Elections, not worker solidarity, dominates West Michigan Labor Fest 2012
Yesterday, I attended the annual Labor Day event in Grand Rapids, held at Ah Nab Awen Park in downtown Grand Rapids.
The annual event had moved to this location a few years ago, after decades of hosting the event at John Ball Park on the Westside. I used to attend those Labor Day celebrations, with substantial crowds and lots of local labor unions with food tents set up, providing refreshments to their members and families.
The Westside event also included a parade from downtown Grand Rapids to the park, with people lined up along the route to catch candy being thrown by union members, along with trucks and floats that brought cheers from the crowds.
There was also a detestable element to this annual event, at least detestable to this writer. Joining the parade were local politicians trying to present themselves as advocates for working class people.
When the parade reached John Ball Park, there would be music and some recognition of local labor people, but the bulk of the stage time that wasn’t music consisted of politicians pimping for votes.
The parade and the candy no longer exists, now that the event is held downtown, but one thing that is still highly visible during the West Michigan Labor Fest is the presence of politicians and partisan politics.
There are aspects to Labor Fest that still honors working class people and their families. Some of the local unions provide rides for kids, there was plenty of food and the beer tent is the largest on site. There were craft vendors, a classic car presence and a few of the unions had booths with free stuff.
However, what dominated the events were the presence of politicians and booths for the Democratic Party and their local candidates. I sat through 30 minutes of praise from local labor people about the Democratic candidates and their commitment to organized labor and the “middle class.”
Absent from the event and the praise for Democratic candidates was hard evidence that these candidates or the Democrats have actually done anything for working people. That is partly due to the fact that they have done much and are not offering much in the upcoming election. Here is what Steve Pestka, candidate for the 3rd Congressional seat, has to say about creating jobs:
Getting a good job is crucial to strengthening our families and the middle class. Steve Pestka recognizes that we need to continue building a diverse economy with good-paying jobs in West Michigan. We need leaders in Washington who will embrace policies that support Michigan’s employers and which lead to higher wages, better jobs, and a more educated and stronger workforce.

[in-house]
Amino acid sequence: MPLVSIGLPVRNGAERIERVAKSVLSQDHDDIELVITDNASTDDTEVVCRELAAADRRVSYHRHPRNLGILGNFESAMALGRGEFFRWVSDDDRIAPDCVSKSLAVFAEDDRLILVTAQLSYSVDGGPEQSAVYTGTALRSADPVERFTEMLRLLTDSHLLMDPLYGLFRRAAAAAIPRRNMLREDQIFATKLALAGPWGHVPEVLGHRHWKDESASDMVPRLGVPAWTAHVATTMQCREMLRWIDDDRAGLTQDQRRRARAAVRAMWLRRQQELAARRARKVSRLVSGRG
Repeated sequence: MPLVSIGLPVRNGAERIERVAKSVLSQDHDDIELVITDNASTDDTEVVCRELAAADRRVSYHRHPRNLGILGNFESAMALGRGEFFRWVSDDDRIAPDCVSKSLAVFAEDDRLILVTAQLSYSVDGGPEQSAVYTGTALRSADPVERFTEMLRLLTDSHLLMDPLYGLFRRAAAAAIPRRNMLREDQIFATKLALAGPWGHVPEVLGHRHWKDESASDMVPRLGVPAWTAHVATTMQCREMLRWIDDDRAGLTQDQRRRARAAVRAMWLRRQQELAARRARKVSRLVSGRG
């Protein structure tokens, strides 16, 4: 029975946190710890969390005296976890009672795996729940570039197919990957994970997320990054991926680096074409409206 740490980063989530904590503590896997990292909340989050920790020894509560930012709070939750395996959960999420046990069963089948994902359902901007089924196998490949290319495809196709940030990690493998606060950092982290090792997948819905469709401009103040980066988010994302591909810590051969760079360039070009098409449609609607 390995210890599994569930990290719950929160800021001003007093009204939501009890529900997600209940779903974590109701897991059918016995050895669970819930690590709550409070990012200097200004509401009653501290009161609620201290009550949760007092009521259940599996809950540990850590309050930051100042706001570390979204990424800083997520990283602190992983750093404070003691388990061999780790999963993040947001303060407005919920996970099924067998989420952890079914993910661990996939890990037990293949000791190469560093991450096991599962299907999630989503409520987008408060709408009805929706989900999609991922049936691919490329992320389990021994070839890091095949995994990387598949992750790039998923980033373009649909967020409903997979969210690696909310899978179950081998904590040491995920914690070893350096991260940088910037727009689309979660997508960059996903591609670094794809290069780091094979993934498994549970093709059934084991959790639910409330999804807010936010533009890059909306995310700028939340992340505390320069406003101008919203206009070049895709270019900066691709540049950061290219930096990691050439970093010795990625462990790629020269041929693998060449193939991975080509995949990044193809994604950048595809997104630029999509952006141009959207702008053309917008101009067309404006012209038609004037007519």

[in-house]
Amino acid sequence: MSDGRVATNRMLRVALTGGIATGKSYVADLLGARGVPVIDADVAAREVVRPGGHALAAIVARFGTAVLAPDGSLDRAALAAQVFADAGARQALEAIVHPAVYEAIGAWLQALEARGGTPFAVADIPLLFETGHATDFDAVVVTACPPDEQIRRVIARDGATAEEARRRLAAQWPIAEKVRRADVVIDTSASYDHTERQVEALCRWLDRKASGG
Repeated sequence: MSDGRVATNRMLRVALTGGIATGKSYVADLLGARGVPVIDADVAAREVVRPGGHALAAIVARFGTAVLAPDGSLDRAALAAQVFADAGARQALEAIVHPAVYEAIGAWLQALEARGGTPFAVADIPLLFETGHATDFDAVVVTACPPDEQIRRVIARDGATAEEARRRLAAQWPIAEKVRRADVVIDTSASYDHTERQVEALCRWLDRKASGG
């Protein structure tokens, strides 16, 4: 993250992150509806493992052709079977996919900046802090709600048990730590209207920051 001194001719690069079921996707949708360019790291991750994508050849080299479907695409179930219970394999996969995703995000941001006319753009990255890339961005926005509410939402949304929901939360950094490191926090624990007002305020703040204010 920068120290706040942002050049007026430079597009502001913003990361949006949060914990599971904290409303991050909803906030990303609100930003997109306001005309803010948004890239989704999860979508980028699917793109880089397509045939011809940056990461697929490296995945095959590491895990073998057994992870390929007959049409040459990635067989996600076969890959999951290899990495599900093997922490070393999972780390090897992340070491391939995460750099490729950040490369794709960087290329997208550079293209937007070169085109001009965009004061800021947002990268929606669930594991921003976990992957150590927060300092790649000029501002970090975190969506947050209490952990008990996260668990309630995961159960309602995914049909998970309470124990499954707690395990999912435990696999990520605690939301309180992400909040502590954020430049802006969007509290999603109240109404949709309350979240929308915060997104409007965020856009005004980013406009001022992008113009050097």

Seems like a whole lot of nothing to me. Not only does Pestka not provide any clear plan for defending and advocating for the rights of working people, he has no sense of or is not willing to even acknowledge that we have an economic system that benefits the rich at the expense of working people.
On top of the fact that the West Michigan Labor Fest was really a Democratic Party love-in, there was not a word about the current labor organizing campaigns in West MI. Nothing was said about the Grand Rapids Gravel Workers and their ongoing strike against a company that wants to cut their wages by $6 an hour, nor was there mention that the company had hired an out of town company to find scab workers and private security to harass and intimidate striking workers. With no evidence of the Grand Rapids Gravel workers getting their jobs back soon, why wouldn’t the Labor Fest organizers have striking workers there to inform people and recruit people for solidarity actions?
Maybe it is because the local unions have lost their sense of history and what tactics unions used to actually win rights on the job, through wildcat strikes, sit ins, pickets, boycotts, worker solidarity and recruiting new members. Labor rights and worker justice has never really come about through partisan elections, but through direct action and grassroots organizing.
Despite this being a Presidential Election year, the attendance was sparse and them demographic was disproportionately older. If the local labor unions don’t change their tactics and their focus, they might well be a thing of the past.